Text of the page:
Tips for Patentability Searching617397
Persons new to filing patent applications often have fundamental questions regarding patent searches. Should an inventor do a patent search? Is a patent search needed? Does it matter when a patent search is done? What occurs when nothing is found? What ought to be carried out when the inventor finds out that the invention is not patentable?
Patent searches are optional. There is no requirement in the U.S. that an inventor perform a patentability search prior to filing a patent application. Some rookie inventors are confused by the requirement that IF a search is done and relevant prior art is found, that relevant prior art ought to generally be disclosed to the patent examiner or the inventor may be accused of fraud. Note that nonetheless, a prior art search is not required, just passing on recognized relevant prior art, from an optional search is required.
Some inventors take the position that they do not want a search so they find out any bad news. If they discover out no bad news, there is absolutely nothing withheld from the patent workplace, as the inventor by no means had the poor news to reveal. Also, waiting for patent search outcomes and later making needed invention changes has can delay a race to the patent office. Definitely, when the U.S. Patent Office switches to a first-to-file system in March 2013, promptly filing patent applications will turn out to be much more essential.
However, the patent office does do its personal patentability searches. So at some point the inventor might find out the bad news that prior art bars obtaining a patent issued. By the time that the patent examiner conveys the bad news, the inventor has spent a considerable amount to prepare and file the patent application, waited a number of years for the first notice from the examiner, and invested funds on manufacturing and marketing the invention with an expectation of exclusivity. By the time that the inventor finds out that no patent will problem, the original patent application issues, telling the inventor's competitors how to make and use the invention. As soon as the competitor finds out that no patent will problems, then they can exploit the technologies with impunity without paying 1 dime.
Definitely, an inventor ought to think about the patentability search as similar to having a mechanic review a used vehicle prior to buy. While the mechanic will not assure that the vehicle will not break down, you will surely find out if there are any clear mechanical problems before you commit to buying the vehicle, registering it, and maintaining it throughout its lifetime. In the exact same way, an inventor should want to know if there are any clear defects in the idea of patenting an invention prior to committing to filing a patent application (registering) and paying thousands of dollars in upkeep fees to preserve the life of the issued patent.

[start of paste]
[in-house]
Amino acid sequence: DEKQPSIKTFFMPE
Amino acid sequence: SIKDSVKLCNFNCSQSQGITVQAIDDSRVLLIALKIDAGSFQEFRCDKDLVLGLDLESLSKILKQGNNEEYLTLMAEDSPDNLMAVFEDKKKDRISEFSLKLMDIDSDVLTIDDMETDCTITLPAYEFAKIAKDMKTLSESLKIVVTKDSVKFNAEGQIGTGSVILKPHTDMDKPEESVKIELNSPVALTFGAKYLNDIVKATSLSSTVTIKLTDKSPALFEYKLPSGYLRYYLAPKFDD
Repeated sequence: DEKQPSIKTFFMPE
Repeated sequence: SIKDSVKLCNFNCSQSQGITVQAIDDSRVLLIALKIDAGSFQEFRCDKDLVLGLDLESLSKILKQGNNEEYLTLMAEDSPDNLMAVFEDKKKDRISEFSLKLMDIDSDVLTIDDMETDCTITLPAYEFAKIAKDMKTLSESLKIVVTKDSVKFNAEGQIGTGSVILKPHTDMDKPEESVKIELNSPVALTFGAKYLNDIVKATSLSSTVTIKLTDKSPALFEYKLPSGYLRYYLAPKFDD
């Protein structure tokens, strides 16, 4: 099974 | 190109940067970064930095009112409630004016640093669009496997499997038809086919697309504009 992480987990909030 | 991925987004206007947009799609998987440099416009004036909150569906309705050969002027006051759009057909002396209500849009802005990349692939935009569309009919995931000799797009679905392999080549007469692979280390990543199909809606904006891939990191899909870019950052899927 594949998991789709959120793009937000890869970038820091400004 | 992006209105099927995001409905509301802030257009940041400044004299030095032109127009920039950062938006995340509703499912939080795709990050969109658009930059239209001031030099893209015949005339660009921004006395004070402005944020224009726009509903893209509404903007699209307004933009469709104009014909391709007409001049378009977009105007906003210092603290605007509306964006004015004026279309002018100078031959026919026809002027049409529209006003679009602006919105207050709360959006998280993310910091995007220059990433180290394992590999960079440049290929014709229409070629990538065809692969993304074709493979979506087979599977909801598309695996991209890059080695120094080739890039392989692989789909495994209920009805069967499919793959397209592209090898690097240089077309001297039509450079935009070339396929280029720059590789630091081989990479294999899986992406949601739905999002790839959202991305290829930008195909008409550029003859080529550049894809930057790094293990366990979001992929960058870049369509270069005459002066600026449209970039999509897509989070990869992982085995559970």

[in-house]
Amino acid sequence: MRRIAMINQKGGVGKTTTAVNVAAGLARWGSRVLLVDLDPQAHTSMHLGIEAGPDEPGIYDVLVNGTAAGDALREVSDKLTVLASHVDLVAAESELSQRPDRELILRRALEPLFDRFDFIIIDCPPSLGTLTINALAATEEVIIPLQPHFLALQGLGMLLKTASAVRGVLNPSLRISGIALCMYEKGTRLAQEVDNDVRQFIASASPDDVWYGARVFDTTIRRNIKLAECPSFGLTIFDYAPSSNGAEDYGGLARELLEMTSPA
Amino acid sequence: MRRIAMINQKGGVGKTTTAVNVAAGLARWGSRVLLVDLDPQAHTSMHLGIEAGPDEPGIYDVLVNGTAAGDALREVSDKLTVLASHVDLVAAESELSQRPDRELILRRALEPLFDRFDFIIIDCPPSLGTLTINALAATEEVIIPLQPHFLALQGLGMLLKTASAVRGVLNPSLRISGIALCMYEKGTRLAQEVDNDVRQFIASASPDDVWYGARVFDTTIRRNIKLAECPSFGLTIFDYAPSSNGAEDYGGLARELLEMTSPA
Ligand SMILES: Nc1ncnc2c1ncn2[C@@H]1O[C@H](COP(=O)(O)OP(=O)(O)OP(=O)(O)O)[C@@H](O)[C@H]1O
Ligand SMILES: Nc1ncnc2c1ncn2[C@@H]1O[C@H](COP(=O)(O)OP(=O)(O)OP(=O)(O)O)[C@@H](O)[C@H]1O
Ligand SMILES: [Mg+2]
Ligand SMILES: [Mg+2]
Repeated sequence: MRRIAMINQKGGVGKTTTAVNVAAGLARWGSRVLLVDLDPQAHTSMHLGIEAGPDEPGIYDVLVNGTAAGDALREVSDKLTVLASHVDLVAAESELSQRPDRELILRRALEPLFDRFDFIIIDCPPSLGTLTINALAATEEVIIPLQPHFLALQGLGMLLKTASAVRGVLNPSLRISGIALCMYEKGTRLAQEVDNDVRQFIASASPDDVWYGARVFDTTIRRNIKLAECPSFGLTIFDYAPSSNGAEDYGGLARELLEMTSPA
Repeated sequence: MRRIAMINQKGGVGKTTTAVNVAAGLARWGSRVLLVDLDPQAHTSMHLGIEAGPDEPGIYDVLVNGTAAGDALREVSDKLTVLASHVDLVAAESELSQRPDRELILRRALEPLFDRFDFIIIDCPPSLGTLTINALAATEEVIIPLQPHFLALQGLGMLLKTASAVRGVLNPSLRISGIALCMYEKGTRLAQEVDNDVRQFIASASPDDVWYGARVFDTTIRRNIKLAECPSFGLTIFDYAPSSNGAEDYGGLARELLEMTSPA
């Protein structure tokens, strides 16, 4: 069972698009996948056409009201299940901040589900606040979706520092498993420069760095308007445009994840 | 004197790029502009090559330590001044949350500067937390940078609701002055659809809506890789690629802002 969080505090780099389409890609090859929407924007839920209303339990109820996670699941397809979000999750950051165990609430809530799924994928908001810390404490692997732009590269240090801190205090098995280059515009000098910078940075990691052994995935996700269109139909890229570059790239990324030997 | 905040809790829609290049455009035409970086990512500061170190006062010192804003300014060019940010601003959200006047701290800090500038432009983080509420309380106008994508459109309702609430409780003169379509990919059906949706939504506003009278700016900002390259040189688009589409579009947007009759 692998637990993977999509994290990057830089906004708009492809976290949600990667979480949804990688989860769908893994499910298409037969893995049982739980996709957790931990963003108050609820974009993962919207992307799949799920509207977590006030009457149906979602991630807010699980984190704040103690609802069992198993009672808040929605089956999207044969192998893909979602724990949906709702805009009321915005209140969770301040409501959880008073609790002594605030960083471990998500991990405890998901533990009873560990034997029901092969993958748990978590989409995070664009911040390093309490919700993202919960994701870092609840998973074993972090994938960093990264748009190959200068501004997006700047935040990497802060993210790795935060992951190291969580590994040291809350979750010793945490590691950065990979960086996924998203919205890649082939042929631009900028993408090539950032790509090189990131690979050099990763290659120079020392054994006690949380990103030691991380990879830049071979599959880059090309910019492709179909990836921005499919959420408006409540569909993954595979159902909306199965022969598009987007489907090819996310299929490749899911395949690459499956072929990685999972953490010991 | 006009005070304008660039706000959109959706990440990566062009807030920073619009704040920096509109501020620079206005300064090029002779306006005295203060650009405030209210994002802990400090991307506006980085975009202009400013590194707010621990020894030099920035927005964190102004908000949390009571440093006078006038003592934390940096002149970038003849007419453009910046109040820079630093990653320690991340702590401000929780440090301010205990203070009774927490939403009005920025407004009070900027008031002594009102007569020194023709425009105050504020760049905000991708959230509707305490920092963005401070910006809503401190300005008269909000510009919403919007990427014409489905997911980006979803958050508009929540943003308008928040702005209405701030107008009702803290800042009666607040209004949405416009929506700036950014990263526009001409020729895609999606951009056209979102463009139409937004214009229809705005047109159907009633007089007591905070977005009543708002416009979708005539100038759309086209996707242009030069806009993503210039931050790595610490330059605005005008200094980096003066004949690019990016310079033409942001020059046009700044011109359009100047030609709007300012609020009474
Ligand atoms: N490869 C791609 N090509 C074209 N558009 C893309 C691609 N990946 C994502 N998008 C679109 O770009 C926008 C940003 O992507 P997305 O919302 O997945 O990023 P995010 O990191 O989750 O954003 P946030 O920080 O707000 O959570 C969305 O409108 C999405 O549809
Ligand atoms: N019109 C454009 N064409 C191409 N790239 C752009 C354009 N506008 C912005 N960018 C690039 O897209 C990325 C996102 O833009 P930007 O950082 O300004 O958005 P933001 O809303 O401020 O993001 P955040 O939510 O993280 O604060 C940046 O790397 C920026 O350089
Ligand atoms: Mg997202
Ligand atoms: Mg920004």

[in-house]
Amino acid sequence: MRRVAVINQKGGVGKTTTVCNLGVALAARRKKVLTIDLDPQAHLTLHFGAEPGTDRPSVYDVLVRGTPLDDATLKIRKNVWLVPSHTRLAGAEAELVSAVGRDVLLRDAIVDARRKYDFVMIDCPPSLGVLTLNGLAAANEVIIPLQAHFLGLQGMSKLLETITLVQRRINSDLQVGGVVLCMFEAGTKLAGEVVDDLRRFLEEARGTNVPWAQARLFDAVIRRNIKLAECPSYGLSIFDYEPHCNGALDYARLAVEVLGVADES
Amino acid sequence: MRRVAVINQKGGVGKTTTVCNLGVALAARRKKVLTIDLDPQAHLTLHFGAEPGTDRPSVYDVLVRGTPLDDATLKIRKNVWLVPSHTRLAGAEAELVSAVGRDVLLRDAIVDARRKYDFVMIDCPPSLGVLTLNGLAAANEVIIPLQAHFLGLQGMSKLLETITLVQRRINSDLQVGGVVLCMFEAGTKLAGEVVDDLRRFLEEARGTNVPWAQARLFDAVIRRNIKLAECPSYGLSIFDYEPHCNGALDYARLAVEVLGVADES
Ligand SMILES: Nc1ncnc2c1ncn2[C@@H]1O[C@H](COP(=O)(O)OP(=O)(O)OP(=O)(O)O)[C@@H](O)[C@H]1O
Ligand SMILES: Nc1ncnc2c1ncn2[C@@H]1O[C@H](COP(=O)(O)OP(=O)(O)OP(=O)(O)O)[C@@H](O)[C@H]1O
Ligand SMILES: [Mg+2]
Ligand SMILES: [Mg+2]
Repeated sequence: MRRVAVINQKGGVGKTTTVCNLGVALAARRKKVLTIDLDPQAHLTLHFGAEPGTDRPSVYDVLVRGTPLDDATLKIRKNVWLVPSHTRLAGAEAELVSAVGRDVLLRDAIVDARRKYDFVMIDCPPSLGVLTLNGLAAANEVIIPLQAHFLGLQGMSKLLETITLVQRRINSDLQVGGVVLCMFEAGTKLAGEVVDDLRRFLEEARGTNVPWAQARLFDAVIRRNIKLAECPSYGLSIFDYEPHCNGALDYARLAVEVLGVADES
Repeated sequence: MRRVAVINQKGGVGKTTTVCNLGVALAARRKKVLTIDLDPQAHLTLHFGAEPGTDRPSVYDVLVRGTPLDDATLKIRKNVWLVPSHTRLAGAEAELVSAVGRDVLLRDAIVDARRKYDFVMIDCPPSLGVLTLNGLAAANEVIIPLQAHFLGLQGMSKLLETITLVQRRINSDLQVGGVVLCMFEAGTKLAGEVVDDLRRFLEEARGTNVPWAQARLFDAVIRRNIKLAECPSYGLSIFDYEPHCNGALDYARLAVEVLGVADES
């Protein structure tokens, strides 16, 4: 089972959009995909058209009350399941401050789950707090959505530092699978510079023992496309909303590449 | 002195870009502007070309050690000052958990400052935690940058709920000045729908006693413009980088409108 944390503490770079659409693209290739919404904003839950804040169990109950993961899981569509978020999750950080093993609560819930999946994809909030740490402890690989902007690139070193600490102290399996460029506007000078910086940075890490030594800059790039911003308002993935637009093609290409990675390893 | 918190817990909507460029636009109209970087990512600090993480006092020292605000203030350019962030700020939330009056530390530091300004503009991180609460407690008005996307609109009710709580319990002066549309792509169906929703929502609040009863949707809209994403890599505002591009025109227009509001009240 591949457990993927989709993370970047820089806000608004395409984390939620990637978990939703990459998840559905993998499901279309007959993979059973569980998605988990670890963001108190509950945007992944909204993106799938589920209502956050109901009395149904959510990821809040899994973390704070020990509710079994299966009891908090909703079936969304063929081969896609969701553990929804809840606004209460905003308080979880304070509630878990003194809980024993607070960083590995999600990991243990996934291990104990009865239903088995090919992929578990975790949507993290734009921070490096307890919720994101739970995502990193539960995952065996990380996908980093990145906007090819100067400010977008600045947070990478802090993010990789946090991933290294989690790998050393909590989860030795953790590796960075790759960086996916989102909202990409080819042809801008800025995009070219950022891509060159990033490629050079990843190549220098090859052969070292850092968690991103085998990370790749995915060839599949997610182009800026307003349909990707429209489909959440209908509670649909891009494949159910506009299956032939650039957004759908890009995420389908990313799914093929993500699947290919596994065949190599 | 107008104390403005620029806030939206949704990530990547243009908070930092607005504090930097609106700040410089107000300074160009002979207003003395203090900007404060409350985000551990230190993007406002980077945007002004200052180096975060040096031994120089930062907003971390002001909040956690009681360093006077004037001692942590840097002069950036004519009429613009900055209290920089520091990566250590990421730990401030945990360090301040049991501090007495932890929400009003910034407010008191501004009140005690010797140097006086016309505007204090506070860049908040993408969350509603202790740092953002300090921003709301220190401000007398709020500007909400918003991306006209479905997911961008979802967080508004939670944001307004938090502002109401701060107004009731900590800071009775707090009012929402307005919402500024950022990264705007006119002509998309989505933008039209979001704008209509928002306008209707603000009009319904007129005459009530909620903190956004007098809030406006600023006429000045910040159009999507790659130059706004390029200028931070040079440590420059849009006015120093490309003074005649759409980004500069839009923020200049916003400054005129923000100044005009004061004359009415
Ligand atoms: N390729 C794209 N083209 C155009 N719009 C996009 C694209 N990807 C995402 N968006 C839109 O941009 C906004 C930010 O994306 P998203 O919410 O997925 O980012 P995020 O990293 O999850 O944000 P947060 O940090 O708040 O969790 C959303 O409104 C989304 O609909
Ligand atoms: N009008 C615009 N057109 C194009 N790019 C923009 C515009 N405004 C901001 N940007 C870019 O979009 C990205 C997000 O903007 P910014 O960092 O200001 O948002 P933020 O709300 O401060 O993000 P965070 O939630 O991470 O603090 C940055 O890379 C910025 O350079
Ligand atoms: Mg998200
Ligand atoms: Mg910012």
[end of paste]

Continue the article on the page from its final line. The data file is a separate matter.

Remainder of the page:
Just like the reviewing mechanic cannot assure that the car will final forever, a patent searcher cannot guarantee that no prior art exists that could block obtaining a patent. The mechanic appears for bad news that can be found with out taking every bolt and washer apart on the vehicle. The patent searcher can look for prior art, in the searcher's native language, on computer databases all through the globe. However, the patent searcher is not most likely to be conscious of a single copy of a Swahili-language doctoral thesis sitting on a library shelf in Tajikistan. Thus, care ought to be taken to have a extremely good searcher involved with an understanding that looking should reach as far as feasible but at some point must reach a limit.
Rookie inventors sometimes do their personal patent search and claim that they found "nothing like it" concerning their invention. The reality that they are missing is that their search was not competent. Whilst there is no way to discover every single piece of prior art all through the universe, there also is no way to search adequately and not discover at least some things that are related to the invention.
Another issue for novice inventors is finding barring prior art following performing an sufficient search before filing a patent application. The fact is that a patent searcher can only discover what is publicly accessible. If a search is performed on February 1st and the patent application is filed on April 30th, the patent workplace examiner might come up with prior art that only published on February 2nd.
Unfortunately, it is rather common that a patentability search comes up with a ton of prior art such that there is now way to get a patent for the invention. The good news is that the bad news is discovered before spending time and money on preparing and filing the patent invention that would have been rejected promptly. The take home for the inventor losing out on a patent search is that the inventor now has a thorough review of the prior art, which ought to be useful to discover further aspects that can be incorporated into enhancing the invention. The inventor can now brainstorm with a focus on substantial novel elements of the invention above the prior art.